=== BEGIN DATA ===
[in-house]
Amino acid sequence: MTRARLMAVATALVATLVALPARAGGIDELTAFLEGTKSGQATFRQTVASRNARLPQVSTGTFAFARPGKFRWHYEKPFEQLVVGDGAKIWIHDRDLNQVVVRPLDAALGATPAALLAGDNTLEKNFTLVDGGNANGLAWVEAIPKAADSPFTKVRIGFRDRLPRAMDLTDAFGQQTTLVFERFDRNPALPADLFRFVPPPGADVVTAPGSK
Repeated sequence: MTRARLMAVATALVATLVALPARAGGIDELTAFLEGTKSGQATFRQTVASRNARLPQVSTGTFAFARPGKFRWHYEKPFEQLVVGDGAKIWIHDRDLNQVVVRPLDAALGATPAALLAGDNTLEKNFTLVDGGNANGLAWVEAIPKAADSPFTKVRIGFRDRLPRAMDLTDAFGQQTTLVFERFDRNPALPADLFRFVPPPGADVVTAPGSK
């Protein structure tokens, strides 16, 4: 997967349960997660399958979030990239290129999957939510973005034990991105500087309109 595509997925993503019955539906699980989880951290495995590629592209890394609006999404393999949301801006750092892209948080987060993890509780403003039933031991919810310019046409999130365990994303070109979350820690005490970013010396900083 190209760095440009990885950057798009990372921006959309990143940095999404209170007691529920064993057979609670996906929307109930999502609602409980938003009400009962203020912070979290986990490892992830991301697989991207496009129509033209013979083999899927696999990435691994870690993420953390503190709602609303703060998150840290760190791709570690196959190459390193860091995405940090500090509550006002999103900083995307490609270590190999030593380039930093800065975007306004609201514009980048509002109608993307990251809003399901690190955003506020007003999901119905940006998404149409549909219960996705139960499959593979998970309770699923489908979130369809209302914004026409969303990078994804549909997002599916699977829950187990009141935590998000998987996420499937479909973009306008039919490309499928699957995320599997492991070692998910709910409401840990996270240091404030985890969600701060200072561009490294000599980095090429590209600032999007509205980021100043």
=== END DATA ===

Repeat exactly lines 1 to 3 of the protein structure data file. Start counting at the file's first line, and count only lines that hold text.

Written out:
[in-house]
Amino acid sequence: MTRARLMAVATALVATLVALPARAGGIDELTAFLEGTKSGQATFRQTVASRNARLPQVSTGTFAFARPGKFRWHYEKPFEQLVVGDGAKIWIHDRDLNQVVVRPLDAALGATPAALLAGDNTLEKNFTLVDGGNANGLAWVEAIPKAADSPFTKVRIGFRDRLPRAMDLTDAFGQQTTLVFERFDRNPALPADLFRFVPPPGADVVTAPGSK
Repeated sequence: MTRARLMAVATALVATLVALPARAGGIDELTAFLEGTKSGQATFRQTVASRNARLPQVSTGTFAFARPGKFRWHYEKPFEQLVVGDGAKIWIHDRDLNQVVVRPLDAALGATPAALLAGDNTLEKNFTLVDGGNANGLAWVEAIPKAADSPFTKVRIGFRDRLPRAMDLTDAFGQQTTLVFERFDRNPALPADLFRFVPPPGADVVTAPGSK